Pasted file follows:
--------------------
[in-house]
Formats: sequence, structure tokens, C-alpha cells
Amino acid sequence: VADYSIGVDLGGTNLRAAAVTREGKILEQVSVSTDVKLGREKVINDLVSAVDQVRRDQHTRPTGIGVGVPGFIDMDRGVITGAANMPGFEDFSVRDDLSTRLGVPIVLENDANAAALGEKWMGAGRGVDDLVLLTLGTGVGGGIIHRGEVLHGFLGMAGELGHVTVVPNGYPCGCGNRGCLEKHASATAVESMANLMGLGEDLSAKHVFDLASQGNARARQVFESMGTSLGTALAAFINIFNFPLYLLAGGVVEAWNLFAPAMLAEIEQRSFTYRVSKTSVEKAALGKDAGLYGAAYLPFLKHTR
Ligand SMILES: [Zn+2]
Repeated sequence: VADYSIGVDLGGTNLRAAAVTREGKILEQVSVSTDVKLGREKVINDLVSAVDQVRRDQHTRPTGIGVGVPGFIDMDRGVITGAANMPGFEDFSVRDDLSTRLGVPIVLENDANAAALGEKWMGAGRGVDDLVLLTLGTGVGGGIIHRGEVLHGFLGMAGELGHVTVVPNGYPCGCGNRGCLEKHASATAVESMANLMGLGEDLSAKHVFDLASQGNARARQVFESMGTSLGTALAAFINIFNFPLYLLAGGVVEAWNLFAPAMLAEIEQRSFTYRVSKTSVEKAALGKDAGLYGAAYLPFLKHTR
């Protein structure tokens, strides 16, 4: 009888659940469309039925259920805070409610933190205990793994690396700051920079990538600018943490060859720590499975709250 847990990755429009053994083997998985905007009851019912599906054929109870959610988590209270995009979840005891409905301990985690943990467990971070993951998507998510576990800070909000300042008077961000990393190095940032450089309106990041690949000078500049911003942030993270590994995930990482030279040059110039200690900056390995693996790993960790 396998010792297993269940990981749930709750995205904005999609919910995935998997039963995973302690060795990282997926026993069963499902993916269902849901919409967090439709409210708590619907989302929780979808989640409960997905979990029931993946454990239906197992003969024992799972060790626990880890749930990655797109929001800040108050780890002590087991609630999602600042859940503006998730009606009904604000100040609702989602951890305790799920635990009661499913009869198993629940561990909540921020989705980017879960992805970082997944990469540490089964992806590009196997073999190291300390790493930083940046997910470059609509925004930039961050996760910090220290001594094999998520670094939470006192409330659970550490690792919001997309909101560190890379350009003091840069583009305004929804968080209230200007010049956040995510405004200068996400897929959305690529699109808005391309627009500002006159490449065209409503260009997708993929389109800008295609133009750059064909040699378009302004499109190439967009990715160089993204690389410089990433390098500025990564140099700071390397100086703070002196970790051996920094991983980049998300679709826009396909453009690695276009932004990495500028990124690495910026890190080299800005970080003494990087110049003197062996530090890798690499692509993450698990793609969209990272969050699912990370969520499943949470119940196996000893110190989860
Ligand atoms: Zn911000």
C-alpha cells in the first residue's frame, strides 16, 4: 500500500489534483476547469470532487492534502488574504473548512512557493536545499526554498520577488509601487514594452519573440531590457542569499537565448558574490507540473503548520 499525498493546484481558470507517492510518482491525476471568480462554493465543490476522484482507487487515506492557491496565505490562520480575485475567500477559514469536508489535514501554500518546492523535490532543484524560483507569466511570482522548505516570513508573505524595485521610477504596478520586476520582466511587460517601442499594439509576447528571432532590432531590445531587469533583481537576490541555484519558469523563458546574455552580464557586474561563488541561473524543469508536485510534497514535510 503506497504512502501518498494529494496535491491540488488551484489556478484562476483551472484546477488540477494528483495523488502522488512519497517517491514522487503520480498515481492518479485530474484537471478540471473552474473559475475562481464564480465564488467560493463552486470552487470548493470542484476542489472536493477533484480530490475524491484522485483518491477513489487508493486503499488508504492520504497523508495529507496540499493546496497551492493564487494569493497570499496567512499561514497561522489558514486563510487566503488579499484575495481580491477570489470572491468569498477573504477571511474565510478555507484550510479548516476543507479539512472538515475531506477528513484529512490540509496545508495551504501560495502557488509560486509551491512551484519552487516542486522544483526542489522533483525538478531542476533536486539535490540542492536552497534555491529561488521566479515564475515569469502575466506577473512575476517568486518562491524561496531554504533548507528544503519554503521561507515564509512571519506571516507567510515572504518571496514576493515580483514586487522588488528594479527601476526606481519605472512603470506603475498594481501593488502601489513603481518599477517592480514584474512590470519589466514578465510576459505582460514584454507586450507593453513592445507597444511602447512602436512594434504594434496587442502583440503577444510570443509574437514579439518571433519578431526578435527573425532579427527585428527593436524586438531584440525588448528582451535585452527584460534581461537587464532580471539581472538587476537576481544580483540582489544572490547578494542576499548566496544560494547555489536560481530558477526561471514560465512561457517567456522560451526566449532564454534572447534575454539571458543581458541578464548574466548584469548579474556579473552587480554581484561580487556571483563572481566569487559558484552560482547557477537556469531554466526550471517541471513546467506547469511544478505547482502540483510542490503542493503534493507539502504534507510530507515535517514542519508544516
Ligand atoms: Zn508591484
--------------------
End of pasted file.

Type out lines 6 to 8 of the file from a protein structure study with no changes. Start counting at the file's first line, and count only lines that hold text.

């Protein structure tokens, strides 16, 4: 009888659940469309039925259920805070409610933190205990793994690396700051920079990538600018943490060859720590499975709250 847990990755429009053994083997998985905007009851019912599906054929109870959610988590209270995009979840005891409905301990985690943990467990971070993951998507998510576990800070909000300042008077961000990393190095940032450089309106990041690949000078500049911003942030993270590994995930990482030279040059110039200690900056390995693996790993960790 396998010792297993269940990981749930709750995205904005999609919910995935998997039963995973302690060795990282997926026993069963499902993916269902849901919409967090439709409210708590619907989302929780979808989640409960997905979990029931993946454990239906197992003969024992799972060790626990880890749930990655797109929001800040108050780890002590087991609630999602600042859940503006998730009606009904604000100040609702989602951890305790799920635990009661499913009869198993629940561990909540921020989705980017879960992805970082997944990469540490089964992806590009196997073999190291300390790493930083940046997910470059609509925004930039961050996760910090220290001594094999998520670094939470006192409330659970550490690792919001997309909101560190890379350009003091840069583009305004929804968080209230200007010049956040995510405004200068996400897929959305690529699109808005391309627009500002006159490449065209409503260009997708993929389109800008295609133009750059064909040699378009302004499109190439967009990715160089993204690389410089990433390098500025990564140099700071390397100086703070002196970790051996920094991983980049998300679709826009396909453009690695276009932004990495500028990124690495910026890190080299800005970080003494990087110049003197062996530090890798690499692509993450698990793609969209990272969050699912990370969520499943949470119940196996000893110190989860
Ligand atoms: Zn911000």
C-alpha cells in the first residue's frame, strides 16, 4: 500500500489534483476547469470532487492534502488574504473548512512557493536545499526554498520577488509601487514594452519573440531590457542569499537565448558574490507540473503548520 499525498493546484481558470507517492510518482491525476471568480462554493465543490476522484482507487487515506492557491496565505490562520480575485475567500477559514469536508489535514501554500518546492523535490532543484524560483507569466511570482522548505516570513508573505524595485521610477504596478520586476520582466511587460517601442499594439509576447528571432532590432531590445531587469533583481537576490541555484519558469523563458546574455552580464557586474561563488541561473524543469508536485510534497514535510 503506497504512502501518498494529494496535491491540488488551484489556478484562476483551472484546477488540477494528483495523488502522488512519497517517491514522487503520480498515481492518479485530474484537471478540471473552474473559475475562481464564480465564488467560493463552486470552487470548493470542484476542489472536493477533484480530490475524491484522485483518491477513489487508493486503499488508504492520504497523508495529507496540499493546496497551492493564487494569493497570499496567512499561514497561522489558514486563510487566503488579499484575495481580491477570489470572491468569498477573504477571511474565510478555507484550510479548516476543507479539512472538515475531506477528513484529512490540509496545508495551504501560495502557488509560486509551491512551484519552487516542486522544483526542489522533483525538478531542476533536486539535490540542492536552497534555491529561488521566479515564475515569469502575466506577473512575476517568486518562491524561496531554504533548507528544503519554503521561507515564509512571519506571516507567510515572504518571496514576493515580483514586487522588488528594479527601476526606481519605472512603470506603475498594481501593488502601489513603481518599477517592480514584474512590470519589466514578465510576459505582460514584454507586450507593453513592445507597444511602447512602436512594434504594434496587442502583440503577444510570443509574437514579439518571433519578431526578435527573425532579427527585428527593436524586438531584440525588448528582451535585452527584460534581461537587464532580471539581472538587476537576481544580483540582489544572490547578494542576499548566496544560494547555489536560481530558477526561471514560465512561457517567456522560451526566449532564454534572447534575454539571458543581458541578464548574466548584469548579474556579473552587480554581484561580487556571483563572481566569487559558484552560482547557477537556469531554466526550471517541471513546467506547469511544478505547482502540483510542490503542493503534493507539502504534507510530507515535517514542519508544516